What about more physical therapy?

The article does mention that studies show that “pelvic physical therapy, which includes Kegel exercises that strengthen pelvic floor muscles, can reverse many mild cases of prolapse”, but there is no mention on how pelvic physical therapy can prevent POP. There are also studies that show pelvic physical therapy can reduce the level of prolapse, for example reduce a grade 3 to a grade 2, etc.

If pelvic physical therapy can reverse pelvic organ prolapse, why aren’t women knocking down my door to get physical therapy treatment? 

Why? Because I don’t think we take postpartum recovery seriously in our country. Women traditionally receive excellent prenatal and obstetric care during delivery, but postpartum care is lacking. 6 Weeks after delivery, women are usually given a pat on the back and told “good job done” and that they can resume sexual activity. What about postpartum rehabilitation? In our country women are left to fend on their own after delivery.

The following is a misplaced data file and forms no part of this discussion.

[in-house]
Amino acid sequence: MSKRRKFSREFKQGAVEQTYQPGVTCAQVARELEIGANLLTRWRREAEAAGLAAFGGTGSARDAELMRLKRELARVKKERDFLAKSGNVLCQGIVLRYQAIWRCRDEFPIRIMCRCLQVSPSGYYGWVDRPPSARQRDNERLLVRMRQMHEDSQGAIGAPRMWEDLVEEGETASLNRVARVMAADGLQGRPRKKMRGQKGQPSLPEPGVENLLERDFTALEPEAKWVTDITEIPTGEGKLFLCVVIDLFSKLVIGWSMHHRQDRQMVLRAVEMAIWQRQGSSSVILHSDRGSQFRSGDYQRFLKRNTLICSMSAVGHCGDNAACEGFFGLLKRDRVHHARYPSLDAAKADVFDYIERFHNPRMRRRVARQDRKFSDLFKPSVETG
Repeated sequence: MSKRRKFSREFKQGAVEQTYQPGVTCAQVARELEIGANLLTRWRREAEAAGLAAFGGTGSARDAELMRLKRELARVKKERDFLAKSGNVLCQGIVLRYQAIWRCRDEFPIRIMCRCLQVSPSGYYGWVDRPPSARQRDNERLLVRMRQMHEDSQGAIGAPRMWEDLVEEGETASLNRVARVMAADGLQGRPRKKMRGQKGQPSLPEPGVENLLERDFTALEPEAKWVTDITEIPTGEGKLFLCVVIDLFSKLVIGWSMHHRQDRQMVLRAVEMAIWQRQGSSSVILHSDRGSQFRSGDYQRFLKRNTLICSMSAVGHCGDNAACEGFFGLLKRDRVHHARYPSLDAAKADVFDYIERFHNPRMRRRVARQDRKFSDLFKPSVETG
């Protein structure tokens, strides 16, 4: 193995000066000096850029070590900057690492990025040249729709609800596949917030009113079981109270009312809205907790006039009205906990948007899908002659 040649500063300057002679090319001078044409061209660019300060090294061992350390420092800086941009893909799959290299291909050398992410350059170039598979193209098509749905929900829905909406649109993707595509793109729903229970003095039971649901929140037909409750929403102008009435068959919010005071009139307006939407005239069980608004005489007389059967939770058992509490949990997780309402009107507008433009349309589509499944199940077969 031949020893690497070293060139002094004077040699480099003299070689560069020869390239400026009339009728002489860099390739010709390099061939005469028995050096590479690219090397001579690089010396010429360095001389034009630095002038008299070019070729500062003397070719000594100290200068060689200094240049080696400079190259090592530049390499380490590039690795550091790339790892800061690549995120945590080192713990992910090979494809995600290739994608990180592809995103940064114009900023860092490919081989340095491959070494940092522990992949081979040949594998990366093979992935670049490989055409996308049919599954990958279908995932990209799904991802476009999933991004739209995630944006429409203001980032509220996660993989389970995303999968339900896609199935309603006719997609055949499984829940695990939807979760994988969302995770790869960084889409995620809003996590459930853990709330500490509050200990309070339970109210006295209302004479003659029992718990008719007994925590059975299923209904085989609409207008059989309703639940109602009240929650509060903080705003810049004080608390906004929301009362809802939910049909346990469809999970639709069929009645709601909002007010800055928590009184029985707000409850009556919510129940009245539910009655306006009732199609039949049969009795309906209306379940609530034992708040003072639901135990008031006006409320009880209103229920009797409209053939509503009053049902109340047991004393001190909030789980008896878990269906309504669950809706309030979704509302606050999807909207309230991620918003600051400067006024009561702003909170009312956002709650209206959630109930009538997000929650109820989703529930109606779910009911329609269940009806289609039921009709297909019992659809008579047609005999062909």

In other countries, such as France, they take postnatal care seriously. Did you know all French women receive free physical therapy after they give birth. I have been told by some of my patients that postpartum physical therapy is “mandatory” in France and they go for about 20 visits focusing on rehabilitating the pelvic floor and abdominal muscles after every baby they deliver. 
In a light hearted article written by Claire Lundberg, “The French Government Wants to Tone My Vagina”, for Slate Magazine, Lundberg discusses the positive experience she had with the French postpartum rehabilitation program called la rééducation périnéale and how she was glad “a medical professional was paying attention to what happened down there.”

What about more physical therapy after one of these surgeries?